US study validates Narendra Modi’s green energy goal
India would be able to cut electricity costs, meet its doubling power demand and reduce emissions if it meets its target of installing 500 GW of renewable energy by 2030, according to a new US study.
India would be able to cut electricity costs, meet its doubling power demand and reduce emissions if it meets its target of installing 500 gigawatts of renewable energy by 2030, and without having to shut down polluting coal- and gas-based power plants, says a new US study released on Thursday.
But there are conditions to this optimistic projection. The costs of battery storage and wind and solar energy technologies should continue to fall as they have over the past decade and should be accompanied by complementary flexible resources, such as efficient energy storage, agricultural load shifting, and hydropower, and optimally utilising the existing thermal power assets in the country.
The study by the Lawrence Berkeley National Laboratory (LNBL), which is a US department of energy’s office of science lab managed by University of California, projects that if India achieves the target of installing 500 GW of renewable electricity capacity by 2030, it could reduce electricity costs by 8-10%, provided the renewable energy and battery storage prices continue to decline. And it will be able to reduce the carbon emissions intensity of its electricity supply by 43-50% by 2030 over the 2020 level. Emissions Intensity is the unit of Green House Gas emission relative to the GDP, a measure preferred by India for fixing its mitigation targets under the 2015 Paris Agreement called Nationally Determined Contributions. Other countries - specially developed countries - have committed themselves to reducing just emissions, irrespective of the size of their economy.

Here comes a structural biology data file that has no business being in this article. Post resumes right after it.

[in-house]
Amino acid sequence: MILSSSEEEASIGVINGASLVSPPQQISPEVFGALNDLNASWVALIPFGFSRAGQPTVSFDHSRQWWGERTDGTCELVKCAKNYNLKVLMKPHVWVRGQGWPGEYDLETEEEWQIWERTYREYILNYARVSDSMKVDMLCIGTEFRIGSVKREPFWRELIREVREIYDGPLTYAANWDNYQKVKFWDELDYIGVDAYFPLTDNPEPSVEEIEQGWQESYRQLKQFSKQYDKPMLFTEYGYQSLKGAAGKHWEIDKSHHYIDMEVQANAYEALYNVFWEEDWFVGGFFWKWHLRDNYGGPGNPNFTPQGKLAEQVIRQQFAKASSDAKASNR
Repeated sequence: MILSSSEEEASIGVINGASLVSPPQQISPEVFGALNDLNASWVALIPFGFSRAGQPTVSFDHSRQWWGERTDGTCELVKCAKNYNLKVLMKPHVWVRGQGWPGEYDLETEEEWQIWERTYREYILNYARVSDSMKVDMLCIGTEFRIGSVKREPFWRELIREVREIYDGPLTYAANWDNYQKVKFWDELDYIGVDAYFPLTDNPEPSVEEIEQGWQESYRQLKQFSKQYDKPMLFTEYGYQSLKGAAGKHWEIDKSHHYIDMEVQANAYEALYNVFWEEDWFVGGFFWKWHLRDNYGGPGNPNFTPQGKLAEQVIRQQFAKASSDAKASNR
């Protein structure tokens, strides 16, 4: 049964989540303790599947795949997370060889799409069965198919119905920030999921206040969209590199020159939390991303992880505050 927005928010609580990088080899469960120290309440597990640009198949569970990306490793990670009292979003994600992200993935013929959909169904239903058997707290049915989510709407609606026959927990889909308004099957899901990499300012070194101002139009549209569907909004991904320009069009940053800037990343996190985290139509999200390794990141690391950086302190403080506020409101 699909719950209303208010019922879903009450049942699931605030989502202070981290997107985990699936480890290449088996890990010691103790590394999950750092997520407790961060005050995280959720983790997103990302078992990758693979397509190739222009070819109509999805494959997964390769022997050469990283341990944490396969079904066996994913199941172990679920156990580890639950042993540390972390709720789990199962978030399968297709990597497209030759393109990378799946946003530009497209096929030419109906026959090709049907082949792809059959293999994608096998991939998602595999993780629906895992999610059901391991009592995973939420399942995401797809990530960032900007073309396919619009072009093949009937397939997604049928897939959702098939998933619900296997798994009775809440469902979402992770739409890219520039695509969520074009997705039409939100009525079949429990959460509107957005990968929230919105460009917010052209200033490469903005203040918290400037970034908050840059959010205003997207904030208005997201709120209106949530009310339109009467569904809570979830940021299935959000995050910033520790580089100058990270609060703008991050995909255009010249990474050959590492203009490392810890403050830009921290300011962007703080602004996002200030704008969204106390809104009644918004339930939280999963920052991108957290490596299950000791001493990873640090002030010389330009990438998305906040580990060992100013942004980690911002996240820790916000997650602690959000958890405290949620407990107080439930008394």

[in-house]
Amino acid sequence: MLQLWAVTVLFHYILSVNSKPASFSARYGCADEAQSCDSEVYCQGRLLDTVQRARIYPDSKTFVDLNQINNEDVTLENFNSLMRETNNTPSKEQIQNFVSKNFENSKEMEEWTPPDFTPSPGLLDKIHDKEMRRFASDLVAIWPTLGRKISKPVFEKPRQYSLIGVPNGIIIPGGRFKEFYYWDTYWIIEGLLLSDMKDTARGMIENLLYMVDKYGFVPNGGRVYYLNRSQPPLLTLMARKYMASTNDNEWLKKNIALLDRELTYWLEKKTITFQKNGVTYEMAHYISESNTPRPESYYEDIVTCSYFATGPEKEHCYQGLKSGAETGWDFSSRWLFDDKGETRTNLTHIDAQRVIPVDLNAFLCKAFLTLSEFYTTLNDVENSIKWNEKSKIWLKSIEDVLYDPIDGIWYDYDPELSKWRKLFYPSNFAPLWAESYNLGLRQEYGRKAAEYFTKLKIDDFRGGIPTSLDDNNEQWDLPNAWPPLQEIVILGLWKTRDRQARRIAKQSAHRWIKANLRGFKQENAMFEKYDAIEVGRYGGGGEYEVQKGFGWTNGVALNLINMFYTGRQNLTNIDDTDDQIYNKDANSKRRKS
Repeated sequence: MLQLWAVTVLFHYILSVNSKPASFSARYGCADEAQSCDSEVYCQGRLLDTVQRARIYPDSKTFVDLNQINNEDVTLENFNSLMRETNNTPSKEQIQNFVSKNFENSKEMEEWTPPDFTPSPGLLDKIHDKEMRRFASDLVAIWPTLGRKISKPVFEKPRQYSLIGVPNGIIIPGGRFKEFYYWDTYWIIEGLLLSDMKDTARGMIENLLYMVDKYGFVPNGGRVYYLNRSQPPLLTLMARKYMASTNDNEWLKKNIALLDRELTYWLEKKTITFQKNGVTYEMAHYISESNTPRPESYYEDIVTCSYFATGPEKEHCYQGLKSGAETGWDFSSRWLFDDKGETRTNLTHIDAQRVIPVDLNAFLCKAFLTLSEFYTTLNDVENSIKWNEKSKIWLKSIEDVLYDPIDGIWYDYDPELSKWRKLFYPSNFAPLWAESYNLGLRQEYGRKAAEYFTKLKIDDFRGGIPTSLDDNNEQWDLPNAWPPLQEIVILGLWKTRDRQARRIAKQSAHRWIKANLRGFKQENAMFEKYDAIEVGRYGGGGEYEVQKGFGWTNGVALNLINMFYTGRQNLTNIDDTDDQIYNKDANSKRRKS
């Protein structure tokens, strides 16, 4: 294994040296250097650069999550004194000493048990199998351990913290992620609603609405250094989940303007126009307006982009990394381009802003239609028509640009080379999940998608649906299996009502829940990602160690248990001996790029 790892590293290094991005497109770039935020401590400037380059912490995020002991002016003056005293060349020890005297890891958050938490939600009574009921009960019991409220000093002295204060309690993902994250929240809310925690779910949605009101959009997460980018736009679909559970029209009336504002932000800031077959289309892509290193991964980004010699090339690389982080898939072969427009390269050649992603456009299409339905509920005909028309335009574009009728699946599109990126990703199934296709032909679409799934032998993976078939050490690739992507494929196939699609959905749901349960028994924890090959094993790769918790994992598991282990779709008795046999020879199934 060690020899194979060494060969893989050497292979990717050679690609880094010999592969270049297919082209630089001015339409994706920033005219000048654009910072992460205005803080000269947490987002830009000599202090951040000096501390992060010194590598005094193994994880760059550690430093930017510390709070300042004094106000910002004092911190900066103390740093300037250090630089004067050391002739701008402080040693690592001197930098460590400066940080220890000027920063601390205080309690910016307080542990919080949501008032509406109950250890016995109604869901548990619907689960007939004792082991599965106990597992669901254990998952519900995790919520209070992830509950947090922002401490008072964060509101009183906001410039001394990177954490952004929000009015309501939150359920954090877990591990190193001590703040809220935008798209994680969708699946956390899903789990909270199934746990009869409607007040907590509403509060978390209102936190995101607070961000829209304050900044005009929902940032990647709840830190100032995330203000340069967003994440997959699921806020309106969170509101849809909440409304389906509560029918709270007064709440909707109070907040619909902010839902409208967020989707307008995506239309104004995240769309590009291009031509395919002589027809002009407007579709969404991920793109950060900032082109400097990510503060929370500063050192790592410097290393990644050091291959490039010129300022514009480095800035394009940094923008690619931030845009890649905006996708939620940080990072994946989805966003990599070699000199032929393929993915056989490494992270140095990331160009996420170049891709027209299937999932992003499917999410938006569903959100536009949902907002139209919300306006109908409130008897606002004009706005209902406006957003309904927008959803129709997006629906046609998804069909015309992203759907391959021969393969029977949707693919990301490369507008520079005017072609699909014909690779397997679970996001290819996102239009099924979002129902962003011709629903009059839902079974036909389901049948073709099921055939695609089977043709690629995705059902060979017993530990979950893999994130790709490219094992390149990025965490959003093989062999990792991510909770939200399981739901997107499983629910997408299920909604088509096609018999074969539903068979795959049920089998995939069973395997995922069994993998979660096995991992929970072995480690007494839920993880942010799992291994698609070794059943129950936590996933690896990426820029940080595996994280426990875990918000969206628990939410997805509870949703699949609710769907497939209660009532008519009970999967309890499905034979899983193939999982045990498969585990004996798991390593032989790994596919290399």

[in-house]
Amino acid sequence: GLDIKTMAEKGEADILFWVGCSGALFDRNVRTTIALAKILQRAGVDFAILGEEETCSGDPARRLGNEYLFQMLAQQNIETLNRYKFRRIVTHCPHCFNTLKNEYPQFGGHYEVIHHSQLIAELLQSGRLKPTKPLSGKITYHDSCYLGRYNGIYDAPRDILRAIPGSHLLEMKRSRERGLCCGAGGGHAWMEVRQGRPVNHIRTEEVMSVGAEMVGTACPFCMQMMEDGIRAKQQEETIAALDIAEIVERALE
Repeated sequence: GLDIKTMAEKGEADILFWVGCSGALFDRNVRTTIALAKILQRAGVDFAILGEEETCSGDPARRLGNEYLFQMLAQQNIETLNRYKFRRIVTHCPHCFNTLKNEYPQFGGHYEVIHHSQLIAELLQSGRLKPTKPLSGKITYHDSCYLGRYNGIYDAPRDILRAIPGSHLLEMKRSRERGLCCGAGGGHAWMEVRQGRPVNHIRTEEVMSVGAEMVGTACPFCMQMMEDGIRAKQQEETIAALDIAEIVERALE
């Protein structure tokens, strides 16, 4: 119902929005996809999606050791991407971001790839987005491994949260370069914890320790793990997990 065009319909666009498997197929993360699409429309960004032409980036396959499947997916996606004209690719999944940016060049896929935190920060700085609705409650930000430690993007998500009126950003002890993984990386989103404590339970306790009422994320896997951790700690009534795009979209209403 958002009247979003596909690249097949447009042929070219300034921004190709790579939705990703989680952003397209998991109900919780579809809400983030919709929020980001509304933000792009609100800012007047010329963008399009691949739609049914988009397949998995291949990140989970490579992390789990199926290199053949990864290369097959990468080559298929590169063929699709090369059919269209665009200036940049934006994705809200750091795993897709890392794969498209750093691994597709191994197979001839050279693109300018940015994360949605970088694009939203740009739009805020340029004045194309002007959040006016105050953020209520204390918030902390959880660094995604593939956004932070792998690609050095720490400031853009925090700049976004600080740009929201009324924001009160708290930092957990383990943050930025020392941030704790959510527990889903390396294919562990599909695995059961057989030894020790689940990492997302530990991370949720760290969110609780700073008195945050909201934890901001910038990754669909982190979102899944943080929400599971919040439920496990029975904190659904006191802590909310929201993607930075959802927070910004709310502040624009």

The study validates the cost-effectiveness of Prime Minister Narendra Modi’s announcement at the UN Climate Change Conference in Glasgow recently that India would have installed 500 GW of renewable energy production capacity by 2030.
“We found that building such high levels of renewable energy would actually be economical for India, thanks to the cost reductions in clean technologies that have occurred much faster than anticipated,” said Berkeley Lab scientist and the study’s lead author Nikit Abhyankar, an Indian-American. “However, the key to achieving the lowest costs, while maintaining grid reliability, lies in complementing the renewable energy buildout with flexible resources such as energy storage and demand response, and utilising the existing thermal power assets in the country in the most efficient manner.”
The study’s two others researchers are also Indian-Americans, Shruti Deorah and Amol Phadke. It was funded by the US department of state, Bureau of Energy Resources, under the Flexible Resources Initiative of the US-India Clean Energy Finance Task Force.
India has committed itself to installing 175 GW of renewable energy capacity by 2022, up from the current 100 GW, and eventually to 500 GW by 2030.
The study demonstrates that if India hits the 2030 target, 50% of its electricity supply could come from carbon-free sources compared to only 25% in 2020.
This would require, though, quadrupling total renewable energy capacity, the study said. But that would still be cheaper than building coal- and gas-based plants if the transition was supplemented by, the researchers found, flexible resources such as shifting agricultural electricity consumption to solar hours, using batteries to store four to six hours of daily energy for nighttime use, and utilising flexibility in existing thermal power plants is cheaper than building new coal- or gas-based plants.
This does not have to come at the expense of traditional coal- and gas-based energy plants. India does not have to shut them down immediately, a prospect that confronts many developed countries such as the United States, accompanied by the closure of mines and job losses. This would give India time to plan its long-term transition from these polluting energy sources.
But, as stated earlier, there are certain conditions for this least-cost optimism. Worldwide price in battery storage and wind and solar technologies should continue to fall. And for its own part, India will require to make certain regulatory changes, in an enabling policy and regulatory framework.
This framework, the study says, should include enabling states to share resources with each other, integrating reliability and cost-effectiveness in electric utilities’ planning and procurement practices, widening and deepening the electricity markets, ensuring that energy storage is appropriately valued and compensated for, and coordinating between power and gas sector operations for efficient utilisation of the existing gas pipelines and gas power generation assets.